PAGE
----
This is a difficult piece to analyze because the sections are rarely divided clearly. Instead, Beethoven uses the end of one phrase to begin another - in a word, ellision. Rather than finishing cadences, the expected resolution of one cadence is the first chord of the next phrase.
In broad terms, this segment is closed, rounded binary form.
The A section begins with an expository double parallel period that lasts for the first 23 measures. The two phrases of each half are asymetric. The first phrase is four measures long and ends with a perfect authentic cadence, and the second phrase, after being extended, is eight measures long and ends with a half cadence.
The first phrase of the second half begins with the first four notes of the main theme, then modulates to F# major. The second phrase finishes six bars later with a perfect authentic cadence in F# major. Because it modulates to F# major, it's closed rather than open (in my opinion).
Then comes the B section, which is comprised of three short expository sections. At first listen, they sound as though they function as transitions or developmental sections, but the material first presented in this section is used again throughout the movement. Also, they lead nowhere and hardly develop the main theme.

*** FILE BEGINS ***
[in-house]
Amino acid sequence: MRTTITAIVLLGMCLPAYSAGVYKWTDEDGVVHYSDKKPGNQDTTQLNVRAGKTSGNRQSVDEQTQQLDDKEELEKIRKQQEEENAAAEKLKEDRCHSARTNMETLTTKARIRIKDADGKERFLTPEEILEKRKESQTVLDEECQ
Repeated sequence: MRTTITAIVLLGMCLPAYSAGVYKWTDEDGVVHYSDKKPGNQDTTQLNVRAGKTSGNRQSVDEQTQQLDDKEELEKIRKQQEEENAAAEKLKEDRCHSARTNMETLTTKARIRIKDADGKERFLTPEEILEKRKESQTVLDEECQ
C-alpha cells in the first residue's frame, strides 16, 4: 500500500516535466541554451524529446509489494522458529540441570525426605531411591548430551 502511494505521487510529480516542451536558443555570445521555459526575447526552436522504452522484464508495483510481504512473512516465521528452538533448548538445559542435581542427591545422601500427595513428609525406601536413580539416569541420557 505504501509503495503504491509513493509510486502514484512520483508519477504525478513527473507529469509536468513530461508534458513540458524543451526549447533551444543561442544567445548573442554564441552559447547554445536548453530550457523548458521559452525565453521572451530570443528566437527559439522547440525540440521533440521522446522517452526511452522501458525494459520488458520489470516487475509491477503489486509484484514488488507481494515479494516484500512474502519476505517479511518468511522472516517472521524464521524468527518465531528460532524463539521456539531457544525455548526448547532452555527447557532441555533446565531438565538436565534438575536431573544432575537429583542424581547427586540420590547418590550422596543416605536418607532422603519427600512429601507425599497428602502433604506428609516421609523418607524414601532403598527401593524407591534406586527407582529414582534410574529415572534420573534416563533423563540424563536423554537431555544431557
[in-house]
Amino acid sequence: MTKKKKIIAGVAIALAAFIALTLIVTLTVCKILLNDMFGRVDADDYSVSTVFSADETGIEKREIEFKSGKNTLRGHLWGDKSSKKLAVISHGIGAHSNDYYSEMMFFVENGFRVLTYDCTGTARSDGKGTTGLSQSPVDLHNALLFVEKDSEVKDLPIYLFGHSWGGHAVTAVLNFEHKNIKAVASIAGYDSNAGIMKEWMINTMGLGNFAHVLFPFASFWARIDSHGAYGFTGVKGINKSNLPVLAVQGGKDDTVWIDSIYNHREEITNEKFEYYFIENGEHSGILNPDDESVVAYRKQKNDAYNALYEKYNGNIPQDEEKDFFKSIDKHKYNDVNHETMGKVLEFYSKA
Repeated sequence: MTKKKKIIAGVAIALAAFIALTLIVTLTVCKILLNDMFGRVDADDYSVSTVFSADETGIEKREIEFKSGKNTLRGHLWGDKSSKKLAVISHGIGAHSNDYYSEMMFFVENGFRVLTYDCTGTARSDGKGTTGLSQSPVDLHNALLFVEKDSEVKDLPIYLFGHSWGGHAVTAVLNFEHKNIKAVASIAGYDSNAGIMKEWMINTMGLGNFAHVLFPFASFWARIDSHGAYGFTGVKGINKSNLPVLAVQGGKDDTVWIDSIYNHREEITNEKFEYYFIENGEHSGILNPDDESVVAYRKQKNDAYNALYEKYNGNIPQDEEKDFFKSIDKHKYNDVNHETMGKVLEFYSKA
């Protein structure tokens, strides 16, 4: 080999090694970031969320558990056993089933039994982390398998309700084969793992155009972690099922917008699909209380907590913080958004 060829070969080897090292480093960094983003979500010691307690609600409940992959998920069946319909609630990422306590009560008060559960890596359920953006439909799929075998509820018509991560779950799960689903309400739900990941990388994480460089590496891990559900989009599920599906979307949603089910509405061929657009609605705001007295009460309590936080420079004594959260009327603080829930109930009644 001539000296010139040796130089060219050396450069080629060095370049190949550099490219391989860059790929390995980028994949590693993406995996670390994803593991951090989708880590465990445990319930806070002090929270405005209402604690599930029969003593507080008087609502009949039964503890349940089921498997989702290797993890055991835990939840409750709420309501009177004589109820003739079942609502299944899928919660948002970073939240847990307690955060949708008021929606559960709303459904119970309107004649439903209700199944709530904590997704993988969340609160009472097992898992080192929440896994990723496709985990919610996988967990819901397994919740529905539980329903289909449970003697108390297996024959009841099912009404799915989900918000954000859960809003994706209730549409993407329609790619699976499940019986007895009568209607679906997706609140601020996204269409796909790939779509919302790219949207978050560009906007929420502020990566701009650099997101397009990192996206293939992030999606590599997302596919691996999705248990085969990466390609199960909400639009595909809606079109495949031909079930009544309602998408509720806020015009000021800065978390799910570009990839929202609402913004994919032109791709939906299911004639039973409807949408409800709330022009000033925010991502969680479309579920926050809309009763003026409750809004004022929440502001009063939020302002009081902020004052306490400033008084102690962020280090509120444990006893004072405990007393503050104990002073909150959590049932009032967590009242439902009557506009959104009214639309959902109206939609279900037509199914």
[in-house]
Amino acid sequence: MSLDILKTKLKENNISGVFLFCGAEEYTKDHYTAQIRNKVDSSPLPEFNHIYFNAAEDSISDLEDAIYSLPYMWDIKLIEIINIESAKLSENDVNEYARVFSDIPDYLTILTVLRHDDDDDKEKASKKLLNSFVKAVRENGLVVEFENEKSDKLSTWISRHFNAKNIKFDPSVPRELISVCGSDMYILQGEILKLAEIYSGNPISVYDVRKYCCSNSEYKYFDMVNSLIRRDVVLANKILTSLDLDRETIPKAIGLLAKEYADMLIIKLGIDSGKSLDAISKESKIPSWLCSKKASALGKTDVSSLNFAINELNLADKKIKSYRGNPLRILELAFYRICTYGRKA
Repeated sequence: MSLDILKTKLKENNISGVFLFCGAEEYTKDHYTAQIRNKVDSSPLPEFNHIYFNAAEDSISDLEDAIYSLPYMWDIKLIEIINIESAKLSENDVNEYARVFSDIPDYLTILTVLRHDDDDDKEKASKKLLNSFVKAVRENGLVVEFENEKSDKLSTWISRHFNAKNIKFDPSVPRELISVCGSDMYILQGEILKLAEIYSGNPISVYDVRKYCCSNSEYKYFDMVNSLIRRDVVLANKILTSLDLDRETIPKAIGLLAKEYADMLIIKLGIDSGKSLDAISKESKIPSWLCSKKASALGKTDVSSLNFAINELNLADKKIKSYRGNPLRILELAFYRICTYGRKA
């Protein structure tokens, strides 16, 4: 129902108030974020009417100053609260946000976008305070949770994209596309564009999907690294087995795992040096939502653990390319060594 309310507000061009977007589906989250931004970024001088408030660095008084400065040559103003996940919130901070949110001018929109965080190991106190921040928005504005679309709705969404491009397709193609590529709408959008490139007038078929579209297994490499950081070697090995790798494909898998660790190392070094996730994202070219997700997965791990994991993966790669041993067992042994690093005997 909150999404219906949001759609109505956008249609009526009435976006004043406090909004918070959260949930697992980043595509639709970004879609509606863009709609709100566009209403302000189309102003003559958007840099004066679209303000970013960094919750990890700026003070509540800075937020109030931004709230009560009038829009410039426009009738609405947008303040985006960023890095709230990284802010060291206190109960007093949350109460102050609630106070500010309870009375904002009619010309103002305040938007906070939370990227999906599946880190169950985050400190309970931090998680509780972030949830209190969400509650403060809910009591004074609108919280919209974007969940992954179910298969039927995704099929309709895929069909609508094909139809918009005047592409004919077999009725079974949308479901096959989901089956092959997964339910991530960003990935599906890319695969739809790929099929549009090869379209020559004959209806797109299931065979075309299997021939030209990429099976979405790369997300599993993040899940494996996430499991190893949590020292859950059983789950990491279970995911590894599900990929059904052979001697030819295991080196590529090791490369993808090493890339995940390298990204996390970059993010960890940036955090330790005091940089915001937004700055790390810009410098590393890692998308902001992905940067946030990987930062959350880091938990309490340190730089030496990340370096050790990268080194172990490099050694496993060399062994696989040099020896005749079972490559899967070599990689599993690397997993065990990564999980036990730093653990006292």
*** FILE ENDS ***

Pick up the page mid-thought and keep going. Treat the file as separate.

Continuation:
The first section lasts from measure 23 to measure 38 and is a double parallel period. The next section lasts until measure 46 and is a period in B major. Then comes the third section which lasts until measure 57 and, through an ellision, is linked to the return of the A section, which is the last four measures of this segment - the rounding begins in measure 57.
Structural phenomena and cadences are far too numerous to explain in any detail.